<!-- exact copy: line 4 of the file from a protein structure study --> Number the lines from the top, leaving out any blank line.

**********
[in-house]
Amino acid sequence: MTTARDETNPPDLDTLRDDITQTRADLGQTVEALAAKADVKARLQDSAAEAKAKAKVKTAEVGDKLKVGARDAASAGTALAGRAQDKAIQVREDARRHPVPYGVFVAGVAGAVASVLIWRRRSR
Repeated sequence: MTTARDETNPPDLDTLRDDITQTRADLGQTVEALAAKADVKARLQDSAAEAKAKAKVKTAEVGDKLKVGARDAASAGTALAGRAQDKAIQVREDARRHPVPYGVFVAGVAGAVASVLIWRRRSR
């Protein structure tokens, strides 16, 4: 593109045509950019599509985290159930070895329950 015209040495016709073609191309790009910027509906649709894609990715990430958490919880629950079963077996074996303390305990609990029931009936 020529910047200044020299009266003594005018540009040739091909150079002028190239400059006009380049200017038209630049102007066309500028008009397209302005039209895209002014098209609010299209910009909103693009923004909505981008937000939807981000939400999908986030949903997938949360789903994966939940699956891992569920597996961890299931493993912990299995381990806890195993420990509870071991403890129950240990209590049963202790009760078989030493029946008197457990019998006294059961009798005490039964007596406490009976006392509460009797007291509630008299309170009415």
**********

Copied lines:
């Protein structure tokens, strides 16, 4: 593109045509950019599509985290159930070895329950 015209040495016709073609191309790009910027509906649709894609990715990430958490919880629950079963077996074996303390305990609990029931009936 020529910047200044020299009266003594005018540009040739091909150079002028190239400059006009380049200017038209630049102007066309500028008009397209302005039209895209002014098209609010299209910009909103693009923004909505981008937000939807981000939400999908986030949903997938949360789903994966939940699956891992569920597996961890299931493993912990299995381990806890195993420990509870071991403890129950240990209590049963202790009760078989030493029946008197457990019998006294059961009798005490039964007596406490009976006392509460009797007291509630008299309170009415």